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Wednesday, October 31, 2012

Teaching Guidelines From US Courts On Social Media


Resource Go-Kit

Scripted Trial with Jury
This highly interactive program combines the vampire craze and social media to give high school students the opportunity to wrestle with a current issue by participating in a trial and jury deliberations.
The topic is The First Amendment and Social Media: Student Rights, Wrongs, and Responsibilities. The strength of the program is that it has something for every student's abilities and aptitudes. Everyone has the opportunity to participate fully.

One Scenario – Two Format Options

The same scenario is used for the two formats offered – an Oxford style debate, and a scripted witness stand exchange. Both formats can be used in a classroom or a courtroom. If the event is staged in a courtroom, a federal judge presides and two attorneys serve as coaches. If the program is presented in a classroom, the teacher facilitates and students play all of the parts.
Students in the courtroomOption 1: An Oxford style debate involves two teams of four student lawyers on each side of an issue. They use prepared talking points as the basis of their arguments. This approach stimulates critical thinking and higher-level analysis and communication. All other students serve as active jurors. They have opportunities for small group and large group discussion. The winning team is decided by a simple majority of jurors’ votes.
Option 2: A scripted witness stand simulation involves 15 speaking parts. A federal judge and two student judges preside two adult attorneys make the unscripted opening statements. Student lawyers and witnesses do a scripted witness stand exchange. Two student lawyers present the unscripted closing arguments based on notes they take during the testimony. All other students are active jurors who deliberate in small groups. Each jury must reach a unanimous verdict. The winning team is determined by the majority of jury verdicts in its favor.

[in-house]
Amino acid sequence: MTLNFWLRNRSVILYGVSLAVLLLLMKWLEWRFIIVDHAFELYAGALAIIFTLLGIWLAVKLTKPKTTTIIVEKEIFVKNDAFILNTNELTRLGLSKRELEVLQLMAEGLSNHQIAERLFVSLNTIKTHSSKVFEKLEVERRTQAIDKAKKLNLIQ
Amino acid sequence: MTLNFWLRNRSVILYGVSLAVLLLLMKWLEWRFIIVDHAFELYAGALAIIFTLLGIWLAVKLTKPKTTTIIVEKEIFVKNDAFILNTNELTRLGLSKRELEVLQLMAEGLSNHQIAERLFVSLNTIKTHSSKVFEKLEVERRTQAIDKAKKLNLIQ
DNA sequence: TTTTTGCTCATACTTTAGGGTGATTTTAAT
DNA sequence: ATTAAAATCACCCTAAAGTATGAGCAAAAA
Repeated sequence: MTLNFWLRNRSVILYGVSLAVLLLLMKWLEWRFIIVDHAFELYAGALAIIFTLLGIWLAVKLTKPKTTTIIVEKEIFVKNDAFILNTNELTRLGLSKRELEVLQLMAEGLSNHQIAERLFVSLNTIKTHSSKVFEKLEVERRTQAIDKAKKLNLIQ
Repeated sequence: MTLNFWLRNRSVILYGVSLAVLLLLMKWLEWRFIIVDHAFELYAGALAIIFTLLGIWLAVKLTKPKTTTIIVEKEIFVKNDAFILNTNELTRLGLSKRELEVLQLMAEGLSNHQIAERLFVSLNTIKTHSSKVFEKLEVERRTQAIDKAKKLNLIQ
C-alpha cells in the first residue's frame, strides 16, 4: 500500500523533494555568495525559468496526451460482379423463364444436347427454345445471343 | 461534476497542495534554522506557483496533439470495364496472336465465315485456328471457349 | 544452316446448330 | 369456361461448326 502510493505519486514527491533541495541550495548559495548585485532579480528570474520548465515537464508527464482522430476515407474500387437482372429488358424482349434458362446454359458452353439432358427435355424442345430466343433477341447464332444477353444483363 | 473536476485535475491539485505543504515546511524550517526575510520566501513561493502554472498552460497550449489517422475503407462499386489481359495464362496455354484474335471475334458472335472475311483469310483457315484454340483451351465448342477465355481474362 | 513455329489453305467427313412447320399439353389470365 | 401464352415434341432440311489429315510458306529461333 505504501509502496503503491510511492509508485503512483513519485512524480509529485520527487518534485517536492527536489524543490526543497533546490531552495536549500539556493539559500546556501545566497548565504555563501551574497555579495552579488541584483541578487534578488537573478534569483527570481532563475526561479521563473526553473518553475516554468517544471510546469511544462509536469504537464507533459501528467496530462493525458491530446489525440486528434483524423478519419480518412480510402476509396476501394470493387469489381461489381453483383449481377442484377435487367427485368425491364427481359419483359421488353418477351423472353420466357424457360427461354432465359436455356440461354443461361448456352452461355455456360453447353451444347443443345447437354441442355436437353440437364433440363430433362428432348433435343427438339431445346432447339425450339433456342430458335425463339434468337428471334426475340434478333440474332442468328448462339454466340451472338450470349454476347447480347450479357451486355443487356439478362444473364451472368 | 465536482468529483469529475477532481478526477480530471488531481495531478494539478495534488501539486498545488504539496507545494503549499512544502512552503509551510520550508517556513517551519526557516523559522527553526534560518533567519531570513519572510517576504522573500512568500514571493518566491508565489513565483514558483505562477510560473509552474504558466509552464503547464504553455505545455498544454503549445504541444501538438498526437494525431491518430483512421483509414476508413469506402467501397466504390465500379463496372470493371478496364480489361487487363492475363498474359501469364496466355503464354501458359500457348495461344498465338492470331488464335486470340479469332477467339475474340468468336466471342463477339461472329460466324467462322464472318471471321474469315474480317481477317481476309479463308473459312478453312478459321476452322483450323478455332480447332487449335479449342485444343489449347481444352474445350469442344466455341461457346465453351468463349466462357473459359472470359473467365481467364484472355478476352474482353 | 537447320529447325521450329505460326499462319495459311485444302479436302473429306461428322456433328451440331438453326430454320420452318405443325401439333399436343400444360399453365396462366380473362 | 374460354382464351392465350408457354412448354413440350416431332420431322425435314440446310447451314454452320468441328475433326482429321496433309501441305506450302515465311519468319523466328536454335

Teaching Precedent and Fulfilling National Social Studies Standards

The program applies the precedent set in Hazelwood v. Kuhlmeier, the school newspaper censorship case, to a fictional scenario. Teaching and applying this landmark Supreme Court case supports the national social studies standards.

Fictional Scenario in Brief

Students in the courtroomStudents forming a vampire club called The Fangtastics at school post vampire-related content on the student wall of their high school’s official FaceLook fan page. When the principal decides not to recognize The Fangtastics as a legitimate school club because she believes it endorses dangerous cult activity, a students posts a critical satire about the decision on the student wall. The student administrator of the wall does not remove the satire or related student postings. The principal claims that all the students violated school policies by posting content that threatened a safe and efficient learning environment. The students claim that their First Amendment rights were violated and sue the principal and the school district in federal court.

Oxford Style Debate

Students in the courtroomIn the Oxford style debate, the 1) scenario, 2) procedures, and 3) agenda stimulate lively courtroom interactions among the students, the host federal judge, and volunteer attorney coaches. Eight students, selected by their teacher(s) in advance, are attorneys on opposing sides of the issues. 4) They use suggested talking points with prepared judge’s questions that they are provided in advance. The judge also asks spontaneous, follow-up questions to elicit their opinions. All other students serve as jurors who deliberate in a virtual jury room in the gallery of the courtroom.

Debate Materials for Teachers

Students in the courtroomThe program materials are reviewed by the teachers before selecting the student attorneys. The student attorneys are the only students who receive the materials in advance. Student attorneys should be prepared to read the talking points comfortably so that everyone can easily hear and understand them, but they shouldn’t memorize the points. The student jurors read the fictional scenario for the first time when they arrive in the courtroom.

From the ABA Journal:

Site Unseen: Schools, Bosses Barred from Eyeing Students’, Workers’ Social Media